My school has a FIRST Robotics team, and during Build Season (typically early January to late February) we have students who spend tons of hours after school working on our robot creations (software, wiring, hardware, drive train, etc.). We have always struggled to keep track of the hours that our students spend, partly to know who really contributes (and therefore should be rewarded) and partly to know when to tell a student to go home and get some sleep. For the past few years we’ve had various mechanisms which included typing in the student ID number (a six digit number), and some program (usually VB based) would record who was going in and when they arrived / left. I say "various mechanisms" because it always seemed that the programs were usually written by a student, typically a senior, and they had some bug(s), and when the bugs were identified the author either graduated or lacked the desire to fix it, so the program would be rewritten, etc.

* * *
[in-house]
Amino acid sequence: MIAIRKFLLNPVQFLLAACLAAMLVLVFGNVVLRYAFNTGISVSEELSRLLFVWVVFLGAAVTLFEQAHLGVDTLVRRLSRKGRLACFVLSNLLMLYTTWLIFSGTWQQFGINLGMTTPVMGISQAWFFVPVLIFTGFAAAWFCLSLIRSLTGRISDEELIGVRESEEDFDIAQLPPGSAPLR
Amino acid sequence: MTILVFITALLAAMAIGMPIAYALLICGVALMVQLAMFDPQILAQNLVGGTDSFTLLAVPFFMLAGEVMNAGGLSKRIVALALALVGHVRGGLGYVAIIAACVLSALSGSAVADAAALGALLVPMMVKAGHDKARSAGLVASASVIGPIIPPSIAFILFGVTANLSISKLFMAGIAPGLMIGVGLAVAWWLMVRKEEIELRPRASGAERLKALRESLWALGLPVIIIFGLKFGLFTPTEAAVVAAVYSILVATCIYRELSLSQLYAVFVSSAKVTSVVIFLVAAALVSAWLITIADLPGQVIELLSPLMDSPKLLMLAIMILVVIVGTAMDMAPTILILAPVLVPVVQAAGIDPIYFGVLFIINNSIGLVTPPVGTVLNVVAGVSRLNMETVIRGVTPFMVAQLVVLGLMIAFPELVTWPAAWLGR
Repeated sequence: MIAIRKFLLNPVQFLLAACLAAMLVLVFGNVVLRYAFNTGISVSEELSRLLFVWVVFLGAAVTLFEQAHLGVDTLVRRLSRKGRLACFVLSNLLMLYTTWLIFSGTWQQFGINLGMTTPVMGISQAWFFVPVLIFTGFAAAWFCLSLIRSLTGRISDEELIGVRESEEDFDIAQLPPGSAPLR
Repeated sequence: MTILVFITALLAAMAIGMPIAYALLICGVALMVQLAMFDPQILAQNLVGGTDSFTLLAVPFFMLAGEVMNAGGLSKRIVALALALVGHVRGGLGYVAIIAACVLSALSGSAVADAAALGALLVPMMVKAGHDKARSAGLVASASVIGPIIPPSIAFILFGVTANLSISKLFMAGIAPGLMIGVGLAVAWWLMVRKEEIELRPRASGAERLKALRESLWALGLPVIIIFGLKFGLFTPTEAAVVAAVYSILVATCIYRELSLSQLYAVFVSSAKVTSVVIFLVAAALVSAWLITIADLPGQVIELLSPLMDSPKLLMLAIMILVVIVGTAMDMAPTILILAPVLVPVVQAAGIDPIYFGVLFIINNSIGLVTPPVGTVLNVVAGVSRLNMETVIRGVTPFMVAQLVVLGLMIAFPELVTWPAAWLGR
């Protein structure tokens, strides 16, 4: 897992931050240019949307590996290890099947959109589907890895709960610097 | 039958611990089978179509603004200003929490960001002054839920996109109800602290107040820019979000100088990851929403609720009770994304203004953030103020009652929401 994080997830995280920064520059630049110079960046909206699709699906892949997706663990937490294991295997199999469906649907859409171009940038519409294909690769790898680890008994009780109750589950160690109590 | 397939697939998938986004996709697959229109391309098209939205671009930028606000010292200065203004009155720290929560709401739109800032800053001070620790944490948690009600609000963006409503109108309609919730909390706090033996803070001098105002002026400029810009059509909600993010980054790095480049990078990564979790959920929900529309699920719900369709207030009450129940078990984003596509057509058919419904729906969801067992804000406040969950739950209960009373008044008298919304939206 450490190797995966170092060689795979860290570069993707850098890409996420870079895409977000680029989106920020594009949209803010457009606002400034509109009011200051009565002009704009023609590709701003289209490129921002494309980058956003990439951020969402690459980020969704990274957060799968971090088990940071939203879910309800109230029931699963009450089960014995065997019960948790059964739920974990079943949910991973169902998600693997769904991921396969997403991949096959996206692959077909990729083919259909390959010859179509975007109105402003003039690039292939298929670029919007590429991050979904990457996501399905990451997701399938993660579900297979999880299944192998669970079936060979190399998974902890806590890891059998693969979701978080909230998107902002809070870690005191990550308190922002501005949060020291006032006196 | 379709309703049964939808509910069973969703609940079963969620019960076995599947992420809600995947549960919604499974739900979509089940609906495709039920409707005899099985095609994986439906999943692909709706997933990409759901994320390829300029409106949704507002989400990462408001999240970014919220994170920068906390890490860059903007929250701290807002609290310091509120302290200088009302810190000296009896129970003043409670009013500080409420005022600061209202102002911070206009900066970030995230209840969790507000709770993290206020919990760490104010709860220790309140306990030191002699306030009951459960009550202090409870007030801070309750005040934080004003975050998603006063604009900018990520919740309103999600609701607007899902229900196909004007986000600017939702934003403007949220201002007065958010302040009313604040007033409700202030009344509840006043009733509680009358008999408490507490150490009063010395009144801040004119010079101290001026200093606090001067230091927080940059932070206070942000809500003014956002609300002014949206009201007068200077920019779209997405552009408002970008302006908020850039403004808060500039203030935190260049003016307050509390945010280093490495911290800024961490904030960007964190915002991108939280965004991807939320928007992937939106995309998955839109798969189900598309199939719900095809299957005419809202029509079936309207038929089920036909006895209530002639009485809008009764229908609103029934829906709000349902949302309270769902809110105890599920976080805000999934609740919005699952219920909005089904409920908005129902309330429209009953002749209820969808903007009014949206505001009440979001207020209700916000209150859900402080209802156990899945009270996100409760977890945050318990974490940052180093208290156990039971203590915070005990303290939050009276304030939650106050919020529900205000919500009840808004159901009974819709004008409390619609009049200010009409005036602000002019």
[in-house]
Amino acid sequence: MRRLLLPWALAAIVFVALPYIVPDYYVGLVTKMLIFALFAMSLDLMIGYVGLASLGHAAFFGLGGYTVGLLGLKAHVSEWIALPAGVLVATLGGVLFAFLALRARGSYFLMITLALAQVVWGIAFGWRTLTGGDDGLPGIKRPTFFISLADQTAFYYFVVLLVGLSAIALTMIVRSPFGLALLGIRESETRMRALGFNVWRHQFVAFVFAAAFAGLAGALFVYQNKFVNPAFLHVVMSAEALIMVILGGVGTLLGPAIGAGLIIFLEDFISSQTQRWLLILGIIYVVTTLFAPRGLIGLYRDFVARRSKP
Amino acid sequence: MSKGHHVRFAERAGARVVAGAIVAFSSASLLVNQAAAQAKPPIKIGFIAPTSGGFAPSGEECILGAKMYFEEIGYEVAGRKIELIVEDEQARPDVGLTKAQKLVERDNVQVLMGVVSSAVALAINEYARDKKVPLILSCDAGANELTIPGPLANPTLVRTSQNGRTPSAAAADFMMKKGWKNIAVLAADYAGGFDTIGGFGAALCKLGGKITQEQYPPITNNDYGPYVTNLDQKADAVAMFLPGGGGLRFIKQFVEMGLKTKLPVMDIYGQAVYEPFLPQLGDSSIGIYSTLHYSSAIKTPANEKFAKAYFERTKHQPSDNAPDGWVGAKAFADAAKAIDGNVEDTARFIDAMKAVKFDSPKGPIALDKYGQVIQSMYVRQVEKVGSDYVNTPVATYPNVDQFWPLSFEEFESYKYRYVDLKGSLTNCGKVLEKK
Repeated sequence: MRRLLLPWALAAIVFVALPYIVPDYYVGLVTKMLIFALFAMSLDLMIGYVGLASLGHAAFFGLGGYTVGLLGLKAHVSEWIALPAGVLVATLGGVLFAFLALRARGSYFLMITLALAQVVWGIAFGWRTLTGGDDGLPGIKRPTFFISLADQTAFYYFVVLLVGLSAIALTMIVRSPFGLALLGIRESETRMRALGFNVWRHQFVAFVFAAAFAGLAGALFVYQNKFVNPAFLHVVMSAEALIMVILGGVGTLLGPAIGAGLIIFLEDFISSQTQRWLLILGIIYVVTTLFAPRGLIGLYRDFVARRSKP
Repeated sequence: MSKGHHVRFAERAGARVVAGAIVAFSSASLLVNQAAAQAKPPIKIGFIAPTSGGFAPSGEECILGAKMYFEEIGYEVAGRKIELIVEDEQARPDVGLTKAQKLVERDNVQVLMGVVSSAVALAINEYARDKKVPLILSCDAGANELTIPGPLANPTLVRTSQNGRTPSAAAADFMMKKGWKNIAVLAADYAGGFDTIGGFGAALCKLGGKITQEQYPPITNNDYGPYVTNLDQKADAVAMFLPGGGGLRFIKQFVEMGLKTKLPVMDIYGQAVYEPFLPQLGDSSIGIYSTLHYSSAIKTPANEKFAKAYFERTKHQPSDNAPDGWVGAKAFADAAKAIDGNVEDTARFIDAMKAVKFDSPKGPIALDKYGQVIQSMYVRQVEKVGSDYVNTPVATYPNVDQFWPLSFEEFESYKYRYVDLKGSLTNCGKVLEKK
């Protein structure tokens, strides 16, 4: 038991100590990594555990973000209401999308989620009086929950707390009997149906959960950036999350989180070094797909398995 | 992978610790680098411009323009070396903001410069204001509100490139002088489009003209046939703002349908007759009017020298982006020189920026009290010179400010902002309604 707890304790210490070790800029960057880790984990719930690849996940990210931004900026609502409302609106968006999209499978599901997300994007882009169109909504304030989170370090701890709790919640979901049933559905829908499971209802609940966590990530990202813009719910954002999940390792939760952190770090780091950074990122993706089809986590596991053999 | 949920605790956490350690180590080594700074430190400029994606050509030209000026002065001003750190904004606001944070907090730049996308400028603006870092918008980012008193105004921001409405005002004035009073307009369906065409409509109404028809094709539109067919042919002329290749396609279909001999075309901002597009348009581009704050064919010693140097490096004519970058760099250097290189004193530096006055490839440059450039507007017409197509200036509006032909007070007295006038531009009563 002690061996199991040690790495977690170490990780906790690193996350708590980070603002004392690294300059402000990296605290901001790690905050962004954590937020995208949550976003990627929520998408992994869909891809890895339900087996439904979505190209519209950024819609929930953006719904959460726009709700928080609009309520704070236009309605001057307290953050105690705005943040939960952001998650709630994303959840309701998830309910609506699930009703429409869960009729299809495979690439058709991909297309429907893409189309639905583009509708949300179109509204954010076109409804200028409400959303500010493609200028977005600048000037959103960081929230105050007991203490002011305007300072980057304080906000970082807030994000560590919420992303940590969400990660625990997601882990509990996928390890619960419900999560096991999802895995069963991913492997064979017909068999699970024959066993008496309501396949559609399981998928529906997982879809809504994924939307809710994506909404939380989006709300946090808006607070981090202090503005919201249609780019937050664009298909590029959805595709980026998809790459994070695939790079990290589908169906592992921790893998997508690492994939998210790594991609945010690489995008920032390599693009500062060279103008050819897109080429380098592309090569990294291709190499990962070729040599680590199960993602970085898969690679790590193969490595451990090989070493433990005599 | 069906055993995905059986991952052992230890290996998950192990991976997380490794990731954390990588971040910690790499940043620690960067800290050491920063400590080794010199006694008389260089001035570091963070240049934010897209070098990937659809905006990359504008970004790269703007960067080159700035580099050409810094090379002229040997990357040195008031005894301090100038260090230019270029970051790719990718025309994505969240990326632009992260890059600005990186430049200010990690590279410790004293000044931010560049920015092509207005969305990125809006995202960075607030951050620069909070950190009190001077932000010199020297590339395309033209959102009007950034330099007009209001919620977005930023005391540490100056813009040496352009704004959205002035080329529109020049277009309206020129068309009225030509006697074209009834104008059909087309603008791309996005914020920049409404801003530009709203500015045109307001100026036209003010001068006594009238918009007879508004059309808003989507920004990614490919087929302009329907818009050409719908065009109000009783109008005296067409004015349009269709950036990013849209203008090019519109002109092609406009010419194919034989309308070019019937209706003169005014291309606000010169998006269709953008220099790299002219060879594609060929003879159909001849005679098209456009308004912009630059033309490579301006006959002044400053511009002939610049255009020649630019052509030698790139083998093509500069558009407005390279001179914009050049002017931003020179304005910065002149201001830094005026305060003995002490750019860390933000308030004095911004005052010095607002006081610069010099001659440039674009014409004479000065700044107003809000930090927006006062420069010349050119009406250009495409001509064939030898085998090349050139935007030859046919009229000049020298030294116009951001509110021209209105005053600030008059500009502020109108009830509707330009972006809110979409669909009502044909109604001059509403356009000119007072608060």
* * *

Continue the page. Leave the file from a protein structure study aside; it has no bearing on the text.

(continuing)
Recently, one of our students heard of a Microsoft Fingerprint Reader for sale, and the other day I told him to purchase the fairly inexpensive ($50) device for the team. He got the reader on Thursday night; Friday (yesterday) I directed him to a website offering an SDK to read the reader (he already found it!), and this afternoon he had it identifying fingers. (THIS is why I love teaching students programming!)
I told him today that I would be sending him a specification of what I wanted in the logging program, so that we could try to avoid the pitfalls of previous programs; as I told his father, this will be his first REAL introduction to professional software development. I don’t think it will be too long before Team 811 has the niftiest time recording program in all of FIRST. (Of course, once perfected, we’ll make it available to all of the teams …) But it really makes me smile when I see the next generation get excited about programming.
COMMENTS FROM theSpoke:
Sounds like a great little project. having seen some of the previous projects it will be interesting to hear how this one works out with a little more product management than some of the previous ones. Good luck!